It does not seem sisterly to compare their children, but Maria del Carmen Bonilla and Rita Macias sometimes cannot help it.

Macias, 39, searches like a metal detector for flaws in her nephews’
Spanish, cringing when their tongues trip over the tildes or double r’s.
Bonilla, 35, quizzes the children to see if one knows more than the other.

Proposition 227 dismantled bilingual education in California two years ago,
but the debate still smolders in the living rooms of parents who were left with the authority to decide how their children should learn.

Bonilla, like most parents in Orange County and the state, accepted instruction only in English. Macias signed a waiver to keep her children in bilingual classes.

Each is certain she made the right choice.

“The more languages they know, the better,” Macias said leaving Diamond Elementary in Santa Ana, where her son, Osvaldo, 10, is in fifth grade, and Celina, 6, is in first.

In La Habra, Bonilla prefers to teach Spanish at home to Raul, 11, and Braulio, 9, who attend Macy Elementary.

“We’re sisters, but we disagree,” Bonilla said.

A COMPLICATED PICTURE

Some have pointed to increasing scores on standardized tests like the Stanford 9 since Prop. 227 as evidence of the failure of bilingual education.

But a visit to Diamond Elementary, where 925 students are enrolled,
complicates that picture.

Test scores among English learners, though still below average, rose enough this year to qualify the school for state awards. Yet enrollment in bilingual classes almost doubled this year, and now it is nearing earlier levels, school officials said. And last spring, the number of students who became reclassified as fluent in English leapt from 47 to 83.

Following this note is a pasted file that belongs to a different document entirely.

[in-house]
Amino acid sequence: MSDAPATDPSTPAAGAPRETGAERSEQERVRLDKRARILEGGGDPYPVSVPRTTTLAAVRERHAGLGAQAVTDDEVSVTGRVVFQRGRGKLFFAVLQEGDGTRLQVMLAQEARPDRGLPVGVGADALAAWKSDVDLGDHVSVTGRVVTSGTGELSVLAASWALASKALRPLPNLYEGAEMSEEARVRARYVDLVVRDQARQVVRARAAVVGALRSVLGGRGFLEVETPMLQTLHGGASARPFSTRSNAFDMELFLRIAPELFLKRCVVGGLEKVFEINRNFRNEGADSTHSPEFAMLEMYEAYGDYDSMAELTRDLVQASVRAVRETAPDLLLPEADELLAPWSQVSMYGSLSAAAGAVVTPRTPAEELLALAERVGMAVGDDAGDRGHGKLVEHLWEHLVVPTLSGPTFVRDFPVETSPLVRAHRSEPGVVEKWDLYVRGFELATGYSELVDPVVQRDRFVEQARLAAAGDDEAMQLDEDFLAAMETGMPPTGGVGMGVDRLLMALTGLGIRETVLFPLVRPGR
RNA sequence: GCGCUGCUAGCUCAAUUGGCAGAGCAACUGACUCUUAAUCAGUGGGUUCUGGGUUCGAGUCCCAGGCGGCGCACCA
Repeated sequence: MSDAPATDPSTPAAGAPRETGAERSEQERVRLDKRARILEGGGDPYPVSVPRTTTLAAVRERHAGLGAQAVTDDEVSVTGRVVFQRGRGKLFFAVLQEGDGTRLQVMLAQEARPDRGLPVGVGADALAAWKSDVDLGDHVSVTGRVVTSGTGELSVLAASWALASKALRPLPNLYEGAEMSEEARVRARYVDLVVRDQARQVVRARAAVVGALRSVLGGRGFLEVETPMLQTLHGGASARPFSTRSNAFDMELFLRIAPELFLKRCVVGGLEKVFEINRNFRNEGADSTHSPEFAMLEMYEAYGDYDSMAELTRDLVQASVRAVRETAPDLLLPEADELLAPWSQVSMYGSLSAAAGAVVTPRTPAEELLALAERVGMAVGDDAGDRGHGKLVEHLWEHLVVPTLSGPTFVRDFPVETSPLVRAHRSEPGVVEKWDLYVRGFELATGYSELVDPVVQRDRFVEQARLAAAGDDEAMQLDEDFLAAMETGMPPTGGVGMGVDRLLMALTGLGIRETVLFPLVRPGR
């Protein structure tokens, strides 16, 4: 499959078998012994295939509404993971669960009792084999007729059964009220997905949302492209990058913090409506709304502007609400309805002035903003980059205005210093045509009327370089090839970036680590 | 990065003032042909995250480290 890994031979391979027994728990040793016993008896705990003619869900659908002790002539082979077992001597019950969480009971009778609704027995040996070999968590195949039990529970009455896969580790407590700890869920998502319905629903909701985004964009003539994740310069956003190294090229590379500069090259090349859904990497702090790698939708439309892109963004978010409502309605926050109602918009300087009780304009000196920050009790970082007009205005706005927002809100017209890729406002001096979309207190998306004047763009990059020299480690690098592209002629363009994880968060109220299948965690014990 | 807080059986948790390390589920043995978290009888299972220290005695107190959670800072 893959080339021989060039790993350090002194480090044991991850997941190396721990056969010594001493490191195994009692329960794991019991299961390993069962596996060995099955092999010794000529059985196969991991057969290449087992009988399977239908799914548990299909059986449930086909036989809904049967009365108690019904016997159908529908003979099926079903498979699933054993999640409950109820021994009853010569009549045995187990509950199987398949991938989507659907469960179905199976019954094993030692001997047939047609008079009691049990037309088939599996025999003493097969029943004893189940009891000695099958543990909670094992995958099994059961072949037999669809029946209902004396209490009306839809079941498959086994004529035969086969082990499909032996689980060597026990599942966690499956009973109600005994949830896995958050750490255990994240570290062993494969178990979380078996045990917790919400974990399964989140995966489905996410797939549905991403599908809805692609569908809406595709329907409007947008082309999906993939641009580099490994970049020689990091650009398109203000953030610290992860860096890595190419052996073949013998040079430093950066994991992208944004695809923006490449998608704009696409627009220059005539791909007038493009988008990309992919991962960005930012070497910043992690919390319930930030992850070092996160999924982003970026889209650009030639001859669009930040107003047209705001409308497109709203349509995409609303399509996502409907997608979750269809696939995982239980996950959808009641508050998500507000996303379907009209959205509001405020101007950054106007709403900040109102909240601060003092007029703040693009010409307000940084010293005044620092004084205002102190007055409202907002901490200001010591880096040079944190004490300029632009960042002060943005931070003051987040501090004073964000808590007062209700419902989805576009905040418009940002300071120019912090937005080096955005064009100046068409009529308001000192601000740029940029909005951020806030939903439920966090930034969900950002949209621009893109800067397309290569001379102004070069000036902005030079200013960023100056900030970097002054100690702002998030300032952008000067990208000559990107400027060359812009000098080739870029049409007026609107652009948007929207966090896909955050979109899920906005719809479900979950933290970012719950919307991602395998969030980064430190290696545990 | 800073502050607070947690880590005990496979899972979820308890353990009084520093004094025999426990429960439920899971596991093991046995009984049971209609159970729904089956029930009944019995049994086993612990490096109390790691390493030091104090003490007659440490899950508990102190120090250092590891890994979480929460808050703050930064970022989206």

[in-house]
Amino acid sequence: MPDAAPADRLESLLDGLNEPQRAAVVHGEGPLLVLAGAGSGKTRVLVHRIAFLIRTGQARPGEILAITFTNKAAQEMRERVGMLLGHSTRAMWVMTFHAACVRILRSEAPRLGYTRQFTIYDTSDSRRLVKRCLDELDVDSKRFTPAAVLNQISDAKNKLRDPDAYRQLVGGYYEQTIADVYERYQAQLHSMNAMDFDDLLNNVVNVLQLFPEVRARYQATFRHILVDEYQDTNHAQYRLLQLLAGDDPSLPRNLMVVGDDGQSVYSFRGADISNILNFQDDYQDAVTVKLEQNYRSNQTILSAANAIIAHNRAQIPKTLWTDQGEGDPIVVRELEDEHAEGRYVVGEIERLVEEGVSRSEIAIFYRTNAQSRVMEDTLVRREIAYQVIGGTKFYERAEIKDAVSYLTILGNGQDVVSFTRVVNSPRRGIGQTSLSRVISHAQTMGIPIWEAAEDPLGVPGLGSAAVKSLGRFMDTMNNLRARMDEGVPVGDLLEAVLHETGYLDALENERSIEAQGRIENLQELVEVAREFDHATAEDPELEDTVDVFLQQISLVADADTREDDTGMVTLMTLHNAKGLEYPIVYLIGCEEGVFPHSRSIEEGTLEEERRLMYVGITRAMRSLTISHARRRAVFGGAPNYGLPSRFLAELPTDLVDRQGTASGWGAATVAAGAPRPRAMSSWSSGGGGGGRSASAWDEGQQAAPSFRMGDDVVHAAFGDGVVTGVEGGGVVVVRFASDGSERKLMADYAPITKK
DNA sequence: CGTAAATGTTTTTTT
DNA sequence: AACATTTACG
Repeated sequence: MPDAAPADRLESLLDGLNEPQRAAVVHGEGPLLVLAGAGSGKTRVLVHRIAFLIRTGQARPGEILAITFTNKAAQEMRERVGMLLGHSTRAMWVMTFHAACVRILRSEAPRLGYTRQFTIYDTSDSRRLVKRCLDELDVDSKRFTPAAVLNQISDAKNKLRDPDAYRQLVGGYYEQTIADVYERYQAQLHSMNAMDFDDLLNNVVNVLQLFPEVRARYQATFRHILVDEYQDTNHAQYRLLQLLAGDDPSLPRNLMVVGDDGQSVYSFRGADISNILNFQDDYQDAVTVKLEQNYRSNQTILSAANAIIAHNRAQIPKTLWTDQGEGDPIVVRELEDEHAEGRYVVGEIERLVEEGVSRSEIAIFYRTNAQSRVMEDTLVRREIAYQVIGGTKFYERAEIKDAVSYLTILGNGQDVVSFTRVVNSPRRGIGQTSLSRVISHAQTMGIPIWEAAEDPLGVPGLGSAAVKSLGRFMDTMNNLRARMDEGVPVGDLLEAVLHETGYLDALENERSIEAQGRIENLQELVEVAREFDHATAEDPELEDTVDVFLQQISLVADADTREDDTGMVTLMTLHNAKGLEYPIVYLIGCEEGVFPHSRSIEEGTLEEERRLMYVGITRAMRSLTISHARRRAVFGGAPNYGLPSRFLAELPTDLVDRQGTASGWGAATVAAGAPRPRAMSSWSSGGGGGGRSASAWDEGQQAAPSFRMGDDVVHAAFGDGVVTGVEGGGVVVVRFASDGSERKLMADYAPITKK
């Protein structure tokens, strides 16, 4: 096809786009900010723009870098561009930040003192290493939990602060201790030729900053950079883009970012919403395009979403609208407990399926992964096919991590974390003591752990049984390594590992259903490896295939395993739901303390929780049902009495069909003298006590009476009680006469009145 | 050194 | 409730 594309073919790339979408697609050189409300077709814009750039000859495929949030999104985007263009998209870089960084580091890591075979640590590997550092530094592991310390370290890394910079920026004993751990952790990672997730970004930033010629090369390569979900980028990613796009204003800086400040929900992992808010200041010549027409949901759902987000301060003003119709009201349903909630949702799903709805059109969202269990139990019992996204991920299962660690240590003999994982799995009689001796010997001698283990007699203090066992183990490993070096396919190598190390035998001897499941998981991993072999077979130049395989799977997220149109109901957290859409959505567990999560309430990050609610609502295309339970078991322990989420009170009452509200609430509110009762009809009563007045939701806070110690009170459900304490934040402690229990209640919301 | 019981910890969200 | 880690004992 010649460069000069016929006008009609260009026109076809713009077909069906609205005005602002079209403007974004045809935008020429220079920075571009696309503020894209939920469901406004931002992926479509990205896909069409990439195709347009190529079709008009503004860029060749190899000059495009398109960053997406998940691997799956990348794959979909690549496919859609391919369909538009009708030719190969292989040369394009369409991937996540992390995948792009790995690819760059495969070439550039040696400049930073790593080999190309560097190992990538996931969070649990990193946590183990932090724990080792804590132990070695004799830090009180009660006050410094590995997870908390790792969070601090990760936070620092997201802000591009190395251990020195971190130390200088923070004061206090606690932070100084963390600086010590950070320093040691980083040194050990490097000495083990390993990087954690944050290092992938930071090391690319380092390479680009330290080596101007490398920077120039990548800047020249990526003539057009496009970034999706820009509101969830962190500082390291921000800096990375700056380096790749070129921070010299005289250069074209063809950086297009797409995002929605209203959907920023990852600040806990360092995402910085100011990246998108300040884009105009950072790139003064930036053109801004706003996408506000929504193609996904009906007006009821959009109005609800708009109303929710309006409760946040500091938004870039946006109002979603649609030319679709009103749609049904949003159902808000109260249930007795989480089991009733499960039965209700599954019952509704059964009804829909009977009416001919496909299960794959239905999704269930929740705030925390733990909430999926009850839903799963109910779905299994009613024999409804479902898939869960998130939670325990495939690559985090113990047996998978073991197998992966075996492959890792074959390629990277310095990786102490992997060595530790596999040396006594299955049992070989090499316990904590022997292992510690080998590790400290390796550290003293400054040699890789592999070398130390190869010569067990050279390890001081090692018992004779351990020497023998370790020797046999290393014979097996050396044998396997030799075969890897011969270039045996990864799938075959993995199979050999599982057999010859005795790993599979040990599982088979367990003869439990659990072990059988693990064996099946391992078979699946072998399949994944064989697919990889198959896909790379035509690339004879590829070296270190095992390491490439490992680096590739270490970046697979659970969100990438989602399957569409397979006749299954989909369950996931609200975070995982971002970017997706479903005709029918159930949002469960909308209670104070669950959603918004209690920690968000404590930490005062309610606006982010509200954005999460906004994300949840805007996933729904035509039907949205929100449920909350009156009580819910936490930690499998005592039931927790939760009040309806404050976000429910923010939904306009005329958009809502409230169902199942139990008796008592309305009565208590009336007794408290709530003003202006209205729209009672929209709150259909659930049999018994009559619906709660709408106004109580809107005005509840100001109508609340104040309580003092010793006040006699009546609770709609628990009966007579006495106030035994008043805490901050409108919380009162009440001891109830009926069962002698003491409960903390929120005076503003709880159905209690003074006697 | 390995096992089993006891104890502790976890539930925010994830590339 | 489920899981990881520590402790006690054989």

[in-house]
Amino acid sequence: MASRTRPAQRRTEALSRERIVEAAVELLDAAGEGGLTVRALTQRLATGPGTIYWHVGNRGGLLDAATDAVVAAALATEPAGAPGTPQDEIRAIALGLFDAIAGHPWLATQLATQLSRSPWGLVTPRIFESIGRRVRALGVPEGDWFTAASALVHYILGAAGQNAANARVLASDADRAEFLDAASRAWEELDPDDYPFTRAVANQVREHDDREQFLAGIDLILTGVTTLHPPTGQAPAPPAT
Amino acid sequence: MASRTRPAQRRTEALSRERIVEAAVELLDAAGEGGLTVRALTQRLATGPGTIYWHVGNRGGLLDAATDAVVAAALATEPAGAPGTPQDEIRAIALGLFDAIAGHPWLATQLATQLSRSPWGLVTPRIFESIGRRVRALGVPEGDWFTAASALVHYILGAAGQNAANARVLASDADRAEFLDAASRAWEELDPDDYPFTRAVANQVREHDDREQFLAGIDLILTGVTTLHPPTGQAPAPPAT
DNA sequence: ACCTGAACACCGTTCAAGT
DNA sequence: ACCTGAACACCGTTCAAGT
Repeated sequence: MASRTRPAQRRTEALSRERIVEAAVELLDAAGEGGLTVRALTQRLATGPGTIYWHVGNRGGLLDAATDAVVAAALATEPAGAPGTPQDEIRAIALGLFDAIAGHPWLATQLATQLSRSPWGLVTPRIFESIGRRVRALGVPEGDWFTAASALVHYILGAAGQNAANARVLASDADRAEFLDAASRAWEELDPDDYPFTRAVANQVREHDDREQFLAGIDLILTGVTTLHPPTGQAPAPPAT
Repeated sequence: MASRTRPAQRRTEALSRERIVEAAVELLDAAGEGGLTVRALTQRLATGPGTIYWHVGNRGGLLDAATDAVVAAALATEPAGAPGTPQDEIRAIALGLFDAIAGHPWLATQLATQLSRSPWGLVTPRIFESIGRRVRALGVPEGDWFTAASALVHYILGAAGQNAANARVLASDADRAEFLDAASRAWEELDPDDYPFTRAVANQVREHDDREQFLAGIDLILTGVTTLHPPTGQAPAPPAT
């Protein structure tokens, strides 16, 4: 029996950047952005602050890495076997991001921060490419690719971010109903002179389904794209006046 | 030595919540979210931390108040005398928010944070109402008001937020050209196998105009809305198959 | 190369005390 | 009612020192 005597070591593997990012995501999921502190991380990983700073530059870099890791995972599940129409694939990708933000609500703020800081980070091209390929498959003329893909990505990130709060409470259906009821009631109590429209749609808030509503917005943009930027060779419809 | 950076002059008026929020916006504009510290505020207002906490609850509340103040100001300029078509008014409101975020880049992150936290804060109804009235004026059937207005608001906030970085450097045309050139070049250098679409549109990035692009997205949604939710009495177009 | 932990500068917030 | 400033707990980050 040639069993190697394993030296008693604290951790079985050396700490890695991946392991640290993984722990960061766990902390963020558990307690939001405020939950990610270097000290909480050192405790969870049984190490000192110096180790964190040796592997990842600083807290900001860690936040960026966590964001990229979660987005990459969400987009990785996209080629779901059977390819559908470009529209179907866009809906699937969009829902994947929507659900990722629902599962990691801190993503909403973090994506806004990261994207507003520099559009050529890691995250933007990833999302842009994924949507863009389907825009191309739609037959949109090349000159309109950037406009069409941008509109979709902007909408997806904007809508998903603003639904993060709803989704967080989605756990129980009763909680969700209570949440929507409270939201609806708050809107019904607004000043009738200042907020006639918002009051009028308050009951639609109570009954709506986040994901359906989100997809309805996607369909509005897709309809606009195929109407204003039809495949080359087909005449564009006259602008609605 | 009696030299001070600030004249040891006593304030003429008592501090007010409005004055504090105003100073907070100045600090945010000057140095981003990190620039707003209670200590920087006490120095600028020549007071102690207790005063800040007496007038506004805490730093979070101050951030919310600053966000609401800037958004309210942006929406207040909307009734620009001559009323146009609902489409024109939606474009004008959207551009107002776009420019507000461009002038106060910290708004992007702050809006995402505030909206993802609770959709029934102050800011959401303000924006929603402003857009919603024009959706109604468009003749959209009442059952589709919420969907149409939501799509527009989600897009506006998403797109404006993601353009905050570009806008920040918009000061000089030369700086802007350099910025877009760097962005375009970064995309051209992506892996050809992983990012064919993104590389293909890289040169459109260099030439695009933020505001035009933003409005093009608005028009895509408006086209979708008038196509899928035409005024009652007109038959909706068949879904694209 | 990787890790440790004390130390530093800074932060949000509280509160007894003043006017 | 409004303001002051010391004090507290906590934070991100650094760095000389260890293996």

Principal Marjorie Cochran said she is pleased by the rising test scores,
but points out that reading and language levels are still unsatisfactory.
Only one class of fifth graders is considered mainstream.

Still, Cochran said, she is not seeking to credit – or blame – bilingual education or English-immersion classes for the changes at the school.
Instead, she said she is trying to make both programs work better.

For example, she disagrees with Prop. 227 proponents’ claims that English learners can transfer into regular classes in only one year, but she also disputes claims that students should not learn to read and write in English until after the early grades.

“Every kid’s different,” Cochran said. “It’s not like mixing a couple of chemicals.”

UNDERSTANDING, NOT JUST SPEAKING

Teachers are trained to avoid assuming that students understand what they say, mirroring their words with flash cards or writing on the board. Teacher Judy Simms brings vegetables to class to show fourth- and fifth-graders the difference between “beat” and “beet.”

Gregory Geck, a fifth-grade teacher, wouldn’t budge until his science class defined the term “pollination.” Students could say the word but didn’t know what it meant.

“Most are (reading) pretty well,” Cochran said, “but it doesn’t mean they understand what they’re reading.”

In addition, the school has undergone a quiet transformation over the past four years. Class size was lowered to 20 students per teacher through third grade, so the students who know the least English are getting the most attention. The school started a parent-teacher association and a preschool for some incoming kindergartners, and it expanded after-school programs.

Every student gets homework five days a week, even kindergartners.

Prop. 227 is responsible for some positive changes at Diamond, teachers said. About 70 parents are among hundreds statewide who take English classes four nights a week with Prop. 227 funding. Also, as parents have more control of their children’s education, they are becoming more involved in school, teachers said.

“Now they’re held accountable, as parents,” said kindergarten teacher Teri LaFourcade Sjoberg. “Every day (the homework) comes back done, and right.”

Bonilla and Macias said they feel the responsibility. Bonilla’s children are in a mostly-Anglo school, so they practice English often, but she frets that she lacks time to teach them Spanish.

At Diamond, where 75 percent of the students are learning English, Macias’
children speak Spanish well. Still, she feels pangs of guilt when she misses English classes to care for children at home.

“English is important to me, too,” Macias said. “I want them to learn them both.”



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